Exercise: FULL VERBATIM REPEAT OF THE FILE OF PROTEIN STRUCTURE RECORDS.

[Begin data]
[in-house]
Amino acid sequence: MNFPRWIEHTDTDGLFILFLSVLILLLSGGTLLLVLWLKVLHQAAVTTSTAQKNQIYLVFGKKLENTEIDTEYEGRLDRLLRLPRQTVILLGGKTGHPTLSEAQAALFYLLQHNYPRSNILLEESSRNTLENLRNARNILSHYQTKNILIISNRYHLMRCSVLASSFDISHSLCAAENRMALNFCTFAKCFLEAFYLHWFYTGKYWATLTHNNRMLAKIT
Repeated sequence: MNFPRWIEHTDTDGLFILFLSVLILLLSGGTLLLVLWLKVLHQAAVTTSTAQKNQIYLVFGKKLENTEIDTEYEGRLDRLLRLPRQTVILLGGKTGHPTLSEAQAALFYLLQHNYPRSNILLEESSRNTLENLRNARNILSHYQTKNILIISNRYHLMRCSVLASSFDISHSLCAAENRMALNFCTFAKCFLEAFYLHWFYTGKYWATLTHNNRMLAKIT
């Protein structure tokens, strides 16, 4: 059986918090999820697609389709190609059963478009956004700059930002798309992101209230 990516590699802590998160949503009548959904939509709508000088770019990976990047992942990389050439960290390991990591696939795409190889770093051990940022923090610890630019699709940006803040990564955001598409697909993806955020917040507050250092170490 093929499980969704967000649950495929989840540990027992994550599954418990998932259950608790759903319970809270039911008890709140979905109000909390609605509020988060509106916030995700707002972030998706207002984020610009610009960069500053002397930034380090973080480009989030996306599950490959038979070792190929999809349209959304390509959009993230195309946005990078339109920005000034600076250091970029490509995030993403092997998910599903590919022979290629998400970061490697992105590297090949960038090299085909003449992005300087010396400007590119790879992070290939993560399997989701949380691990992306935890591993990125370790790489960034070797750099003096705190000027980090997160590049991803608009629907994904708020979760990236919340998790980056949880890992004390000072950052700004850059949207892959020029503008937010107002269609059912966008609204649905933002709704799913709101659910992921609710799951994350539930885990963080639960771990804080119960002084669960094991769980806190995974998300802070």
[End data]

[in-house]
Amino acid sequence: MNFPRWIEHTDTDGLFILFLSVLILLLSGGTLLLVLWLKVLHQAAVTTSTAQKNQIYLVFGKKLENTEIDTEYEGRLDRLLRLPRQTVILLGGKTGHPTLSEAQAALFYLLQHNYPRSNILLEESSRNTLENLRNARNILSHYQTKNILIISNRYHLMRCSVLASSFDISHSLCAAENRMALNFCTFAKCFLEAFYLHWFYTGKYWATLTHNNRMLAKIT
Repeated sequence: MNFPRWIEHTDTDGLFILFLSVLILLLSGGTLLLVLWLKVLHQAAVTTSTAQKNQIYLVFGKKLENTEIDTEYEGRLDRLLRLPRQTVILLGGKTGHPTLSEAQAALFYLLQHNYPRSNILLEESSRNTLENLRNARNILSHYQTKNILIISNRYHLMRCSVLASSFDISHSLCAAENRMALNFCTFAKCFLEAFYLHWFYTGKYWATLTHNNRMLAKIT
């Protein structure tokens, strides 16, 4: 059986918090999820697609389709190609059963478009956004700059930002798309992101209230 990516590699802590998160949503009548959904939509709508000088770019990976990047992942990389050439960290390991990591696939795409190889770093051990940022923090610890630019699709940006803040990564955001598409697909993806955020917040507050250092170490 093929499980969704967000649950495929989840540990027992994550599954418990998932259950608790759903319970809270039911008890709140979905109000909390609605509020988060509106916030995700707002972030998706207002984020610009610009960069500053002397930034380090973080480009989030996306599950490959038979070792190929999809349209959304390509959009993230195309946005990078339109920005000034600076250091970029490509995030993403092997998910599903590919022979290629998400970061490697992105590297090949960038090299085909003449992005300087010396400007590119790879992070290939993560399997989701949380691990992306935890591993990125370790790489960034070797750099003096705190000027980090997160590049991803608009629907994904708020979760990236919340998790980056949880890992004390000072950052700004850059949207892959020029503008937010107002269609059912966008609204649905933002709704799913709101659910992921609710799951994350539930885990963080639960771990804080119960002084669960094991769980806190995974998300802070």